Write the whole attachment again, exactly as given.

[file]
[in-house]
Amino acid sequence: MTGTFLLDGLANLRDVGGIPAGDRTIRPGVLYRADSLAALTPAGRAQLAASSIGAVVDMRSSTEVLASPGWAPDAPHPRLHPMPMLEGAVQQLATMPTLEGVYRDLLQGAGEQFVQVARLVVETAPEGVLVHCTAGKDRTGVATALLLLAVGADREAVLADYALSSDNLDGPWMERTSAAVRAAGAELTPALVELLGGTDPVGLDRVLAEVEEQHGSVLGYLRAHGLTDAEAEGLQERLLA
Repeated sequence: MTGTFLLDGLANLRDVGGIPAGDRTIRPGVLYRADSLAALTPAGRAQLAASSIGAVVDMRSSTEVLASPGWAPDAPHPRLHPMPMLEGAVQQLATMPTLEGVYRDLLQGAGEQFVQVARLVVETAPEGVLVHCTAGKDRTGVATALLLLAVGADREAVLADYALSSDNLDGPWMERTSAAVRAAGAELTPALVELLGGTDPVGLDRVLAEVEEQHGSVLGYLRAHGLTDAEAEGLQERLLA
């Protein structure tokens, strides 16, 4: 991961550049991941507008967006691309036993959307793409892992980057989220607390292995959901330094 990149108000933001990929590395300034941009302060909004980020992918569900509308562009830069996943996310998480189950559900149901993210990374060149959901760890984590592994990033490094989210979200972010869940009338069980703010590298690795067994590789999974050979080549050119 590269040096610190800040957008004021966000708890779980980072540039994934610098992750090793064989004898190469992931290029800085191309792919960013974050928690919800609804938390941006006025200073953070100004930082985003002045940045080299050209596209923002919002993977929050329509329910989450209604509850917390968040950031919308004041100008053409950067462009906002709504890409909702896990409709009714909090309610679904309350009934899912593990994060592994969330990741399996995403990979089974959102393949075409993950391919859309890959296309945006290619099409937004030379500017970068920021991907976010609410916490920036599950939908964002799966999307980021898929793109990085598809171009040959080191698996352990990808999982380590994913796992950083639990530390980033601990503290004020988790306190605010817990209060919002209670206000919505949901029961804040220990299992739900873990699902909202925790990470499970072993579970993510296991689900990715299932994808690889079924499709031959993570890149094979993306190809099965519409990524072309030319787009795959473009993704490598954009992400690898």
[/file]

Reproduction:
[in-house]
Amino acid sequence: MTGTFLLDGLANLRDVGGIPAGDRTIRPGVLYRADSLAALTPAGRAQLAASSIGAVVDMRSSTEVLASPGWAPDAPHPRLHPMPMLEGAVQQLATMPTLEGVYRDLLQGAGEQFVQVARLVVETAPEGVLVHCTAGKDRTGVATALLLLAVGADREAVLADYALSSDNLDGPWMERTSAAVRAAGAELTPALVELLGGTDPVGLDRVLAEVEEQHGSVLGYLRAHGLTDAEAEGLQERLLA
Repeated sequence: MTGTFLLDGLANLRDVGGIPAGDRTIRPGVLYRADSLAALTPAGRAQLAASSIGAVVDMRSSTEVLASPGWAPDAPHPRLHPMPMLEGAVQQLATMPTLEGVYRDLLQGAGEQFVQVARLVVETAPEGVLVHCTAGKDRTGVATALLLLAVGADREAVLADYALSSDNLDGPWMERTSAAVRAAGAELTPALVELLGGTDPVGLDRVLAEVEEQHGSVLGYLRAHGLTDAEAEGLQERLLA
């Protein structure tokens, strides 16, 4: 991961550049991941507008967006691309036993959307793409892992980057989220607390292995959901330094 990149108000933001990929590395300034941009302060909004980020992918569900509308562009830069996943996310998480189950559900149901993210990374060149959901760890984590592994990033490094989210979200972010869940009338069980703010590298690795067994590789999974050979080549050119 590269040096610190800040957008004021966000708890779980980072540039994934610098992750090793064989004898190469992931290029800085191309792919960013974050928690919800609804938390941006006025200073953070100004930082985003002045940045080299050209596209923002919002993977929050329509329910989450209604509850917390968040950031919308004041100008053409950067462009906002709504890409909702896990409709009714909090309610679904309350009934899912593990994060592994969330990741399996995403990979089974959102393949075409993950391919859309890959296309945006290619099409937004030379500017970068920021991907976010609410916490920036599950939908964002799966999307980021898929793109990085598809171009040959080191698996352990990808999982380590994913796992950083639990530390980033601990503290004020988790306190605010817990209060919002209670206000919505949901029961804040220990299992739900873990699902909202925790990470499970072993579970993510296991689900990715299932994808690889079924499709031959993570890149094979993306190809099965519409990524072309030319787009795959473009993704490598954009992400690898």